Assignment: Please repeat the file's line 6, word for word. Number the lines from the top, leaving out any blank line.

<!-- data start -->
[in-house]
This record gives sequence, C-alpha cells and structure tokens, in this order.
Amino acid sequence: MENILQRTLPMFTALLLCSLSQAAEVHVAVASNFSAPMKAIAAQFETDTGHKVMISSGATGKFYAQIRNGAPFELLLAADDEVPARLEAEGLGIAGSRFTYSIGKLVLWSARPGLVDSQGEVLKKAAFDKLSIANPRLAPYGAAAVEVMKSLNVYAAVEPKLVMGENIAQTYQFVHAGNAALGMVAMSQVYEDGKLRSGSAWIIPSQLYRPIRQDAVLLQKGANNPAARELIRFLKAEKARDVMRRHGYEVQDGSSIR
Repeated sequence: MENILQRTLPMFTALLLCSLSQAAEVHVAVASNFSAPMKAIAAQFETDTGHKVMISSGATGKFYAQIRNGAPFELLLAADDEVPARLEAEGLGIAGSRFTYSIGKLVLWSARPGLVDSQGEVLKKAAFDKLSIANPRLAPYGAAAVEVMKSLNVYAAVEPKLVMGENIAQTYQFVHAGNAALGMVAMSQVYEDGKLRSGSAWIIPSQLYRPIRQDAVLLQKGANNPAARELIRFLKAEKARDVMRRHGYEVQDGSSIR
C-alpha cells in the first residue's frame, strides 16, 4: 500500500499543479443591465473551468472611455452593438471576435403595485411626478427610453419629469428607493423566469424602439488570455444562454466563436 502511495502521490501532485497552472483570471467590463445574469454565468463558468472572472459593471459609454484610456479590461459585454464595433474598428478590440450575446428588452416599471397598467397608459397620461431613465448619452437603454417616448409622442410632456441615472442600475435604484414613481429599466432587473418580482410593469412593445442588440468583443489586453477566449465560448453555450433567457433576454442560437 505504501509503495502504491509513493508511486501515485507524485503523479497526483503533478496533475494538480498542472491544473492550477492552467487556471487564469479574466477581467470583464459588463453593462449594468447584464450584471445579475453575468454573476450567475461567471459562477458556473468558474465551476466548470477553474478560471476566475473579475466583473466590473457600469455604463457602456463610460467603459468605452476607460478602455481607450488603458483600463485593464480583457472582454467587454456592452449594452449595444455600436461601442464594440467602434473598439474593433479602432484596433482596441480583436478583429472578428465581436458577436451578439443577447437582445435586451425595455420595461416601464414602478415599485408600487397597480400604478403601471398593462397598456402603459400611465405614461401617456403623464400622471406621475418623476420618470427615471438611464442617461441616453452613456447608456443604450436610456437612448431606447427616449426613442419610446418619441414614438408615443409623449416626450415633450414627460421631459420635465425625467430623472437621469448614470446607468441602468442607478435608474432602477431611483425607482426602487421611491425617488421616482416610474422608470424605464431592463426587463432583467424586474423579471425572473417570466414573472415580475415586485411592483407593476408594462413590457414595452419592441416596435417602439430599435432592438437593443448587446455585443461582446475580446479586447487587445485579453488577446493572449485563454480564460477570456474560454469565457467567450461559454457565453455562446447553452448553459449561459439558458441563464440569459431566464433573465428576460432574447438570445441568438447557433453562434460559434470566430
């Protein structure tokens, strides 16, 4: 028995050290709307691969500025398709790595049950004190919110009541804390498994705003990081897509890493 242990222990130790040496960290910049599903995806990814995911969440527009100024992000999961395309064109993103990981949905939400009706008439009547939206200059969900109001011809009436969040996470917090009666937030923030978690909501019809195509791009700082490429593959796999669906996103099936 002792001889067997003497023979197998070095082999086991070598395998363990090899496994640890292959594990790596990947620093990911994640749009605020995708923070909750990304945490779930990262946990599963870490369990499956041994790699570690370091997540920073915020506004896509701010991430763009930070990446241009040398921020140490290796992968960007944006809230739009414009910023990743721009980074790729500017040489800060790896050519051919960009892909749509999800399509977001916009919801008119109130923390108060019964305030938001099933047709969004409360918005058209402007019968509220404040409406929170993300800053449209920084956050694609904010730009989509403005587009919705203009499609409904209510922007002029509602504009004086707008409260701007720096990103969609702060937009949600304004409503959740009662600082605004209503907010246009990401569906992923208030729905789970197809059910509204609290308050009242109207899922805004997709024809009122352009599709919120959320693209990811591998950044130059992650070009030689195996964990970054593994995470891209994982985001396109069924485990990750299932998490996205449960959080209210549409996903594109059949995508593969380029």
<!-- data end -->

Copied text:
């Protein structure tokens, strides 16, 4: 028995050290709307691969500025398709790595049950004190919110009541804390498994705003990081897509890493 242990222990130790040496960290910049599903995806990814995911969440527009100024992000999961395309064109993103990981949905939400009706008439009547939206200059969900109001011809009436969040996470917090009666937030923030978690909501019809195509791009700082490429593959796999669906996103099936 002792001889067997003497023979197998070095082999086991070598395998363990090899496994640890292959594990790596990947620093990911994640749009605020995708923070909750990304945490779930990262946990599963870490369990499956041994790699570690370091997540920073915020506004896509701010991430763009930070990446241009040398921020140490290796992968960007944006809230739009414009910023990743721009980074790729500017040489800060790896050519051919960009892909749509999800399509977001916009919801008119109130923390108060019964305030938001099933047709969004409360918005058209402007019968509220404040409406929170993300800053449209920084956050694609904010730009989509403005587009919705203009499609409904209510922007002029509602504009004086707008409260701007720096990103969609702060937009949600304004409503959740009662600082605004209503907010246009990401569906992923208030729905789970197809059910509204609290308050009242109207899922805004997709024809009122352009599709919120959320693209990811591998950044130059992650070009030689195996964990970054593994995470891209994982985001396109069924485990990750299932998490996205449960959080209210549409996903594109059949995508593969380029």